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Pre-Exposure Prophylaxis (PrEP) and 'Risk' in the news

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Pre-Exposure Prophylaxis (PrEP) and 'Risk' in the news. / Collins, Luke.

In: Journal of Risk Research, 08.03.2021.

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@article{3abfdd0adc014a57a46fb8c62b8f3878,
title = "Pre-Exposure Prophylaxis (PrEP) and 'Risk' in the news",
abstract = "This study investigates 'risk' as discussed in news coverage and in relation to Pre-Exposure Prophylaxis (PrEP): a treatment that has been proven to restrict the transmission of the Human Immunodeficiency Virus (HIV). In the U.S. and the U.K. & Ireland, there are issues concerning the provision and take-up of PrEP, which can lead to health inequalities. Raising awareness and tackling stigma are priorities in ensuring that those who would benefit from PrEP can access it, since these are reported to be obstacles to potential users seeking out the treatment. The media has been shown to be an important resource for public understanding of health issues and there is evidence to suggest that the news media have contributed to the uncertainty and stigma around PrEP (Schwartz and Grimm 2016; Mowlabocus 2019), which has discouraged some from supporting and taking PrEP. In this study, I examine a corpus of 1424 news articles on PrEP (1 017 743 words) from the U.S. and the U.K. & Ireland, in the period 2016-2019. Using methods from corpus linguistics, I show that forms of 'risk' appear to a statistically significant degree in the data, providing a quantitative basis on which to explore these in more detail. Focusing on publications that use a high proportion of 'risk' words (compared with the overall average), I show that the focus on various risks associated with PrEP differs according to publication and that references to 'risk' are used both to advocate for the wider provision of PrEP and to caution against the effects of providing PrEP, i.e. concerns about 'risk compensation'. Corpus methods are shown to augment existing studies of PrEP coverage, providing a systematic method for identifying recurrent lexical features in the data and thereby showing how we can report the linguistic aspects of risk representation.",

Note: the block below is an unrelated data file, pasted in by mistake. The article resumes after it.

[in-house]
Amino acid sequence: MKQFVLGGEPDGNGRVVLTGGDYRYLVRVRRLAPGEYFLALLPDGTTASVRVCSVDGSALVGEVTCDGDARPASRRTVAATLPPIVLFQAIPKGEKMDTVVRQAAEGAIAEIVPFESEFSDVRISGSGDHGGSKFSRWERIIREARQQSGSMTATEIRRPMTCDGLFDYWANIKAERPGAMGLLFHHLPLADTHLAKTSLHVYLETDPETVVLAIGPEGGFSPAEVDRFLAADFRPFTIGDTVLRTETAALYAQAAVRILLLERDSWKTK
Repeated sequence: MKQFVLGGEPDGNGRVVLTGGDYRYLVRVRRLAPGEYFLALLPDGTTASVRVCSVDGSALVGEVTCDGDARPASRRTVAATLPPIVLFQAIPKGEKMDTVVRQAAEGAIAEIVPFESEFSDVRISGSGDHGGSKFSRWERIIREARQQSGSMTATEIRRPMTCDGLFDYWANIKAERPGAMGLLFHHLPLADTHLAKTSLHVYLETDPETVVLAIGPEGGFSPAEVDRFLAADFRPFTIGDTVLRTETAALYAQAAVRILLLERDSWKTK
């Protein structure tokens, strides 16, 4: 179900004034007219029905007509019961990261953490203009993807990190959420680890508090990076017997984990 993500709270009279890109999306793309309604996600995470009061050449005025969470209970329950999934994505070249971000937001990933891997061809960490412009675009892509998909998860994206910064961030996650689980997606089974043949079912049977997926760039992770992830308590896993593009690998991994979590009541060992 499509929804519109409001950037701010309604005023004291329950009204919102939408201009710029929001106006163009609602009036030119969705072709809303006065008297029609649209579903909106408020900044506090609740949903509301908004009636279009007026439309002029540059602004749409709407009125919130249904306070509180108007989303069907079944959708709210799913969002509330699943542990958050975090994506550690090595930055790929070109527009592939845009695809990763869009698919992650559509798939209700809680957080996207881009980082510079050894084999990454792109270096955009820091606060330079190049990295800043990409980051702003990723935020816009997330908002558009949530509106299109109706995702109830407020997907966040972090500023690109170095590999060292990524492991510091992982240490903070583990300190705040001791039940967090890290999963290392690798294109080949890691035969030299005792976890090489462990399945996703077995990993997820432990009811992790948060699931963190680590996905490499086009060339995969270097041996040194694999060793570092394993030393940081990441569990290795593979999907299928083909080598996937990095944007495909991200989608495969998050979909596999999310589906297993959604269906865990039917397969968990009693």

keywords = "corpus linguistics, news coverage, pre-exposure prophylaxis, risk compensation",
author = "Luke Collins",
year = "2021",
month = mar,
day = "8",
doi = "10.1080/13669877.2021.1894470",
language = "English",
journal = "Journal of Risk Research",
issn = "1366-9877",
publisher = "Routledge",

}

RIS

TY - JOUR

T1 - Pre-Exposure Prophylaxis (PrEP) and 'Risk' in the news

AU - Collins, Luke

PY - 2021/3/8

Y1 - 2021/3/8